(Many readers may not realize that this blog started off nearly 10 years ago as basically a travel and food blog for two twenty-somethings spending a year in Southeast Asia. This post is written in that earlier mode.)
I haven’t been back to Kuala Lumpur in awhile. It’s changed since I’ve been here: more traffic, more new construction, and a new urban vibe. I went to my first Malaysian “third-wave coffee” shop, which is a new trend in KL. My guess is that we’re seeing a new transformation in Malaysia’s middle class, one that might prove just as important as the first conspicuous transformation of the late 1980s/early 1990s. I know that this is a rather banal statement for longtime Malaysia watchers, but it’s good to see it first hand.
But enough about that. I really came here to eat, and that’s what I’ve done. I had 16 hours from arrival in downtown KL to departure for the airport. Here’s what I did.
Stop 1 (Friday, 5 PM): Bangsar
Sri Nirwana Maju is the first place JM and I ever had banana leaf rice. It’s also one of my favorites.
Stop 2: (Friday, 7:30 PM): Jalan Alor
I believe that this is the first place that JM and I ever went out to eat in KL. It’s in the Bukit Bintang neighborhood, which was always touristy but which strikes me as noticeably more so than it did when we first came here.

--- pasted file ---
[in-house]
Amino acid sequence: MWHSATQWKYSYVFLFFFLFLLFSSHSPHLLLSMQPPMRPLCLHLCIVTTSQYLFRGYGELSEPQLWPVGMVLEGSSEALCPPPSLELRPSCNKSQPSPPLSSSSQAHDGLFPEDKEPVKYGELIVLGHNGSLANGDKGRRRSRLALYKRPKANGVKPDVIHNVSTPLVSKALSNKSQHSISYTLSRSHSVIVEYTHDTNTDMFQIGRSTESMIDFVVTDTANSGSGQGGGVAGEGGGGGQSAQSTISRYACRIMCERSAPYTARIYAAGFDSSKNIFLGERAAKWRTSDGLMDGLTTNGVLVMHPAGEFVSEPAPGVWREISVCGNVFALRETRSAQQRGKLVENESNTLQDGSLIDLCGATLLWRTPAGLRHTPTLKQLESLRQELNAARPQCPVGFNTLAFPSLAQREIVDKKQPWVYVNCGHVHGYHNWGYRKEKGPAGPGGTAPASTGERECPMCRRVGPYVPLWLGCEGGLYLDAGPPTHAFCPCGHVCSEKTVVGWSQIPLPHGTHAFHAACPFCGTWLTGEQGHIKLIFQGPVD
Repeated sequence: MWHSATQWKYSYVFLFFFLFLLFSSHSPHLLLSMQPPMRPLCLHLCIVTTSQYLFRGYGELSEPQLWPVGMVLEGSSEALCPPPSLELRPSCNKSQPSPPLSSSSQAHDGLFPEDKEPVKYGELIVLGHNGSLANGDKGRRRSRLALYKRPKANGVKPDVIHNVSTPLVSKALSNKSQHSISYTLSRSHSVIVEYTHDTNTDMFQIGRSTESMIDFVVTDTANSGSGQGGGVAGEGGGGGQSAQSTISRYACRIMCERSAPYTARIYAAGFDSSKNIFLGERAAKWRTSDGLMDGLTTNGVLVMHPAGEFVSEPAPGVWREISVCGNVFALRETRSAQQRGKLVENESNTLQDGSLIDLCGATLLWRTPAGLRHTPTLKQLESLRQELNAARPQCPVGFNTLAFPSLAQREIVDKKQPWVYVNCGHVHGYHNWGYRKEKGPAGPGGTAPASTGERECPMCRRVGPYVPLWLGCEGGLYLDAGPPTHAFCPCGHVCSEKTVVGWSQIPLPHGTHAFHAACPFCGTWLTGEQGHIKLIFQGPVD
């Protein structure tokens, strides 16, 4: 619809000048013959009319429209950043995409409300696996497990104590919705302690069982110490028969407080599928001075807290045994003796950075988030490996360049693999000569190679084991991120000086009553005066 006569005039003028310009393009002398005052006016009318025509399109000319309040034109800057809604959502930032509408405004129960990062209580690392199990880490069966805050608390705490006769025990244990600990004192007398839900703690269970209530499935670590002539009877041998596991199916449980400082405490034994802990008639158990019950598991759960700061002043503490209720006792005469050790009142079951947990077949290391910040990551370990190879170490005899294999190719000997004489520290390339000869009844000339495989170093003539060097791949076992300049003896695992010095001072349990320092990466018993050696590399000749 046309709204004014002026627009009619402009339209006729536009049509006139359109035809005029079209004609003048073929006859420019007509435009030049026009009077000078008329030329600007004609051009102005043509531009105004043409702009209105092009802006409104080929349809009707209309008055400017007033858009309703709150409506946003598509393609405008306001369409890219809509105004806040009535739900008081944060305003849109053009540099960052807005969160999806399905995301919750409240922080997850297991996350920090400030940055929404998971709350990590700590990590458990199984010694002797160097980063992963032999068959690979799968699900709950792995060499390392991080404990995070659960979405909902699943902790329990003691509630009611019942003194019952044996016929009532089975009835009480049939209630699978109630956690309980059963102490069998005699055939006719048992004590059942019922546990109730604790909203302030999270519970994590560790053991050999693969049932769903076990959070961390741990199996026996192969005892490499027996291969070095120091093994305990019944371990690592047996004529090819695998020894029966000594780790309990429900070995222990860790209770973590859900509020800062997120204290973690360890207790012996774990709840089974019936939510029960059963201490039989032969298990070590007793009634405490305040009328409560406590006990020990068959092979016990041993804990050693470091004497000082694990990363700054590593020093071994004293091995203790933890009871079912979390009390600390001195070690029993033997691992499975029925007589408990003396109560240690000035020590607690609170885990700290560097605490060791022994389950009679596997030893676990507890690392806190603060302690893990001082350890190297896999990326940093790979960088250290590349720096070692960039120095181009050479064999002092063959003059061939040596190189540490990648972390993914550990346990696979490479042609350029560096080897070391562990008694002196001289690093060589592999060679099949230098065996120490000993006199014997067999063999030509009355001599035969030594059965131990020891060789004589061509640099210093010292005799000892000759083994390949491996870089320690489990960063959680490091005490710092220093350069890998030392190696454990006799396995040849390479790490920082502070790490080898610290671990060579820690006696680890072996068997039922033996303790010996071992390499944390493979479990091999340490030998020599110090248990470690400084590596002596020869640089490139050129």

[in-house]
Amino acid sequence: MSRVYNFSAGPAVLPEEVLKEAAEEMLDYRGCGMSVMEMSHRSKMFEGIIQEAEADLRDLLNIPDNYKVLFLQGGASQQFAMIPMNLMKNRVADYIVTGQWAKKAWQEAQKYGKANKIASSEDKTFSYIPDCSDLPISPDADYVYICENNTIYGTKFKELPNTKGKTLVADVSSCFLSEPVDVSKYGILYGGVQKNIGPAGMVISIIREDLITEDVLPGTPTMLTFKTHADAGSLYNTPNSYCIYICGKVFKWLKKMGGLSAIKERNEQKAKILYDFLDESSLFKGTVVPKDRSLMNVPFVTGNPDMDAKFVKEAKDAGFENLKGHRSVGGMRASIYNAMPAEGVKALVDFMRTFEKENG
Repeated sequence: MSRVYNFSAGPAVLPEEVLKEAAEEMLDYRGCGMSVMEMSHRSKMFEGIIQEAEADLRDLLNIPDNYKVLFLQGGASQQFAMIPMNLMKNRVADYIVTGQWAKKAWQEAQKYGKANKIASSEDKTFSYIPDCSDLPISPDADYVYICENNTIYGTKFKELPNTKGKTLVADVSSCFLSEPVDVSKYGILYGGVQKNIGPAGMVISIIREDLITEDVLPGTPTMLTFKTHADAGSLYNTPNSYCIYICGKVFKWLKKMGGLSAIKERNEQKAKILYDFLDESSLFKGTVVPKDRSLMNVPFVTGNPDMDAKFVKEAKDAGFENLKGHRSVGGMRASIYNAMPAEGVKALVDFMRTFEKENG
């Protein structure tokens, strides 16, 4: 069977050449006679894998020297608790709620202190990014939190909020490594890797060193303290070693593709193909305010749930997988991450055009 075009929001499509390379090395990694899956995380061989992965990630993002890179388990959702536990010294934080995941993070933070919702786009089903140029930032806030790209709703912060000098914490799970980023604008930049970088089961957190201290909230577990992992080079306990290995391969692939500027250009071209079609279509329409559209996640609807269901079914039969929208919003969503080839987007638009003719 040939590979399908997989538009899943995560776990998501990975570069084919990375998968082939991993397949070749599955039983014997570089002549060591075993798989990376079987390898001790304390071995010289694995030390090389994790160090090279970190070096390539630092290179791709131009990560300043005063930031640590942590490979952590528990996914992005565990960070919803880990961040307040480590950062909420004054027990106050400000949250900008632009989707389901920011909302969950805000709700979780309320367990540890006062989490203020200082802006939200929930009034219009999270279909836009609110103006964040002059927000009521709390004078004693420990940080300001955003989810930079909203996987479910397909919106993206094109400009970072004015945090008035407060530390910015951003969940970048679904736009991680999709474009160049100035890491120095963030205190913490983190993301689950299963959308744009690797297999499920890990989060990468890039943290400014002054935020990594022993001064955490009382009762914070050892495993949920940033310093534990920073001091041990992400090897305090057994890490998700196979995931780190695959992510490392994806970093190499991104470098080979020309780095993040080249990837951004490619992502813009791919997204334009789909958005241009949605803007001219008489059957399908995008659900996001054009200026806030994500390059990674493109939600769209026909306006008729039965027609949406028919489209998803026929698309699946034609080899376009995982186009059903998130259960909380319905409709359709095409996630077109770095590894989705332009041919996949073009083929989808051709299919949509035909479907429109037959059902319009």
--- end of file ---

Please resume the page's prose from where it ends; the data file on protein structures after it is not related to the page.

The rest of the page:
In the back, fried kangkong with garlic and grilled stingray. In the front, Marmite Frogs Legs. Yes, you read that right—colonialism for the win!—and they were delicious.
Stop 3 (Saturday, 7 AM): Mesjid Jamek
A morning bite: karipap from a hawker, enjoyed at sunrise looking over Mesjid Jamek.
Stop 4 (Saturday, 7:45 AM): Pasar Sentral
They do a pretty good roti canai. It’s chewier than I prefer, without the crispness that sets the best roti canai apart.
But the curries and teh tarik were outstanding.
Stop 5 (Saturday, 8:30 AM): Jalan Petaling
The last stop before heading back to catch my train is Jalan Petaling, which has a couple of nice Chinese hawker places nearby.
After all of that food, even a small plate of pork cheong fun was almost too much. Almost.